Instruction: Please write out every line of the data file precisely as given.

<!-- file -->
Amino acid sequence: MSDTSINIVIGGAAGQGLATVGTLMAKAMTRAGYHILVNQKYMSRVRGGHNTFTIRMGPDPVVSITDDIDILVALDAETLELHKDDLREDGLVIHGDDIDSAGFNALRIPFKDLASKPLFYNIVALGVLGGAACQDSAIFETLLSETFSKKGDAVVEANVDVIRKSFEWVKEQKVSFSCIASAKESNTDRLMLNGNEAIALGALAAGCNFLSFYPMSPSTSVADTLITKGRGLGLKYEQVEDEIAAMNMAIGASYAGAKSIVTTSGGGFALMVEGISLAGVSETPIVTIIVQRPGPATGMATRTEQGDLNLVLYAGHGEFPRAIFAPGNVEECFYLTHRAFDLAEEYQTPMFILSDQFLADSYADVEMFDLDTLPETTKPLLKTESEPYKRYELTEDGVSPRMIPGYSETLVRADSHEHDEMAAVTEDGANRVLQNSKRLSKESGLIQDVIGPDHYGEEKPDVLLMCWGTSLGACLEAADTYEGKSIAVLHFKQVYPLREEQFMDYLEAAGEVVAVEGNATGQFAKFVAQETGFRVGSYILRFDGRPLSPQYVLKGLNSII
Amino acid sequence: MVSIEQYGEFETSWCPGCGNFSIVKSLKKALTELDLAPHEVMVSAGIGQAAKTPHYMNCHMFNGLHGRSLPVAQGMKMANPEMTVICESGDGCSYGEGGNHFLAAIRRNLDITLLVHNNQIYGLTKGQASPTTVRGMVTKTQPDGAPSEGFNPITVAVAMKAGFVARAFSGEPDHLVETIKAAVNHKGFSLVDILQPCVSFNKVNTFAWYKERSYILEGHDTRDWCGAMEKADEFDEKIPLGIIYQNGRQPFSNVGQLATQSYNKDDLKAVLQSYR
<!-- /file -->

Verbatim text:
Amino acid sequence: MSDTSINIVIGGAAGQGLATVGTLMAKAMTRAGYHILVNQKYMSRVRGGHNTFTIRMGPDPVVSITDDIDILVALDAETLELHKDDLREDGLVIHGDDIDSAGFNALRIPFKDLASKPLFYNIVALGVLGGAACQDSAIFETLLSETFSKKGDAVVEANVDVIRKSFEWVKEQKVSFSCIASAKESNTDRLMLNGNEAIALGALAAGCNFLSFYPMSPSTSVADTLITKGRGLGLKYEQVEDEIAAMNMAIGASYAGAKSIVTTSGGGFALMVEGISLAGVSETPIVTIIVQRPGPATGMATRTEQGDLNLVLYAGHGEFPRAIFAPGNVEECFYLTHRAFDLAEEYQTPMFILSDQFLADSYADVEMFDLDTLPETTKPLLKTESEPYKRYELTEDGVSPRMIPGYSETLVRADSHEHDEMAAVTEDGANRVLQNSKRLSKESGLIQDVIGPDHYGEEKPDVLLMCWGTSLGACLEAADTYEGKSIAVLHFKQVYPLREEQFMDYLEAAGEVVAVEGNATGQFAKFVAQETGFRVGSYILRFDGRPLSPQYVLKGLNSII
Amino acid sequence: MVSIEQYGEFETSWCPGCGNFSIVKSLKKALTELDLAPHEVMVSAGIGQAAKTPHYMNCHMFNGLHGRSLPVAQGMKMANPEMTVICESGDGCSYGEGGNHFLAAIRRNLDITLLVHNNQIYGLTKGQASPTTVRGMVTKTQPDGAPSEGFNPITVAVAMKAGFVARAFSGEPDHLVETIKAAVNHKGFSLVDILQPCVSFNKVNTFAWYKERSYILEGHDTRDWCGAMEKADEFDEKIPLGIIYQNGRQPFSNVGQLATQSYNKDDLKAVLQSYR